- Oil headed for a third straight weekly drop on growing concerns over global demand and the unwinding of the war-risk premium, while Saudi Arabia blamed speculators for the decline. Global benchmark Brent crude was back above $80 a barrel on Friday, but fell to a three-month low earlier this week. Saudi Arabia’s Energy Minister blamed speculators for the drop, but others see higher supply as the driver. In a potential further drag on prices, Federal Reserve Chair Jerome Powell warned that interest rates may have to climb further. Brent has plunged around 13% over the past three weeks on bearish demand signals from China, the US and Europe. Meanwhile, flows from the Middle East remained unaffected by the Israel-Hamas war.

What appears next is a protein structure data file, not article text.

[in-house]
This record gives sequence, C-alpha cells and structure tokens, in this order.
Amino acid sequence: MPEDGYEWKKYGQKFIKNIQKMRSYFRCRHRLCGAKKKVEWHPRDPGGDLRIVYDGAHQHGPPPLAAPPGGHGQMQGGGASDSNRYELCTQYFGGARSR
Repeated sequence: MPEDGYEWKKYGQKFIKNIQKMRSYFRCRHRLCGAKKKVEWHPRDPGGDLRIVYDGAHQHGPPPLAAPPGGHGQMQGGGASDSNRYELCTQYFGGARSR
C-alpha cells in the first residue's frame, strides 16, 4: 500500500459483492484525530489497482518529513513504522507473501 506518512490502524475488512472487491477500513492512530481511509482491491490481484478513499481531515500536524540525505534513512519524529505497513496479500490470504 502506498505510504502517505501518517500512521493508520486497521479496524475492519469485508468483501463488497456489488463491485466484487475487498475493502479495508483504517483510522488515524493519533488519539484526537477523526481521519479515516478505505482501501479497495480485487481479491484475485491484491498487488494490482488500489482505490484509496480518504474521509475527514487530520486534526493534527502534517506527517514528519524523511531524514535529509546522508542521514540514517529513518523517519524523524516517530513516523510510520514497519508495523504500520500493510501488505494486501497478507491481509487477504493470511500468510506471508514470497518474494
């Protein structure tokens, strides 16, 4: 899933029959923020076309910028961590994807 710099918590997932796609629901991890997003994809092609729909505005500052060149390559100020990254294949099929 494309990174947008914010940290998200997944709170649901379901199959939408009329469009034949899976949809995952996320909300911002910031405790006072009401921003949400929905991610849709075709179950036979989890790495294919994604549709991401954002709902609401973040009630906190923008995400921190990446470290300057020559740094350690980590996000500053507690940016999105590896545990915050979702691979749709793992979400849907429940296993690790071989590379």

- Gold was on track for its second weekly decline as fears the conflict in the Middle East may broaden into a region-wide war have eased, reducing haven demand. In the wake of the attacks by Hamas on Israel almost five weeks ago, gold surged to more than $2,000 an ounce for the first time since May. The precious metal edged lower on Friday and is down 2% this week amid lingering doubts over whether the Federal Reserve’s monetary tightening has ended. Spot gold declined 0.3% to $1,953.29 an ounce as of 10:49 a.m. in London. The Bloomberg Dollar Spot Index was flat. Silver and platinum also edged lower, while palladium extend losses after dropping below $1,000 an ounce on Thursday for the first time in five years.